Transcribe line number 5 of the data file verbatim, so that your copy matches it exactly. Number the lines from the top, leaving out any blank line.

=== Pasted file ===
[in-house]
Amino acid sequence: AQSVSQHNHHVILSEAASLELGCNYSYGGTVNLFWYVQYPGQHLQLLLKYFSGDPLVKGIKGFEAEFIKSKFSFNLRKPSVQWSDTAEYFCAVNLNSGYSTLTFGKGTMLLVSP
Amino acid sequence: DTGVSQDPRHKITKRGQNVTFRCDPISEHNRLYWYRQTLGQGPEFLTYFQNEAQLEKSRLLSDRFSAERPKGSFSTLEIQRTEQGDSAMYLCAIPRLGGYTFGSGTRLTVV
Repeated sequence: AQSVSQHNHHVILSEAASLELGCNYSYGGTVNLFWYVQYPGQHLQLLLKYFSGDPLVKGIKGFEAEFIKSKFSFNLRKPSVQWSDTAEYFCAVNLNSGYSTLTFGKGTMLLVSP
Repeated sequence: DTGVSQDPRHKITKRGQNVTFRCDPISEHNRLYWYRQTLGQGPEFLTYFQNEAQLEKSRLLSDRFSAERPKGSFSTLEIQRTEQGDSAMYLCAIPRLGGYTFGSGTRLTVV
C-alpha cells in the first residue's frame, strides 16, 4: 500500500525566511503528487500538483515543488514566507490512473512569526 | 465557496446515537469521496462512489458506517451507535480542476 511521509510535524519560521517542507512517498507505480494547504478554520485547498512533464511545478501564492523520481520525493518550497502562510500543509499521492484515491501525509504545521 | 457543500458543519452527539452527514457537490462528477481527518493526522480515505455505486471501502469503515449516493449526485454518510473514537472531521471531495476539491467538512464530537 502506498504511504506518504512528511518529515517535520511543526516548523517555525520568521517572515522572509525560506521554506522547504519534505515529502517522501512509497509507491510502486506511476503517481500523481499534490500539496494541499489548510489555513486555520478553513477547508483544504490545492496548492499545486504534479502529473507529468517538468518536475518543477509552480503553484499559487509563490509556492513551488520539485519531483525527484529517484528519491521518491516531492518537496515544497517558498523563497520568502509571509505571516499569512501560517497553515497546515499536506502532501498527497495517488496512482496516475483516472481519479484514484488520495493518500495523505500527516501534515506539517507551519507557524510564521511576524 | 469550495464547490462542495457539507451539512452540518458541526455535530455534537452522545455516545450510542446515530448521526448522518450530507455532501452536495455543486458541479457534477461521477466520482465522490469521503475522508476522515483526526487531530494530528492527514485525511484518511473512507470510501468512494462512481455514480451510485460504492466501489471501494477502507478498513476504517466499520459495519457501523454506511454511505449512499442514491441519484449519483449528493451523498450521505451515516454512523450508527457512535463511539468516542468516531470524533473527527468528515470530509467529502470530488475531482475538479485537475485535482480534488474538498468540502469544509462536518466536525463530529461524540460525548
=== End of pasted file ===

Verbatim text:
Repeated sequence: DTGVSQDPRHKITKRGQNVTFRCDPISEHNRLYWYRQTLGQGPEFLTYFQNEAQLEKSRLLSDRFSAERPKGSFSTLEIQRTEQGDSAMYLCAIPRLGGYTFGSGTRLTVV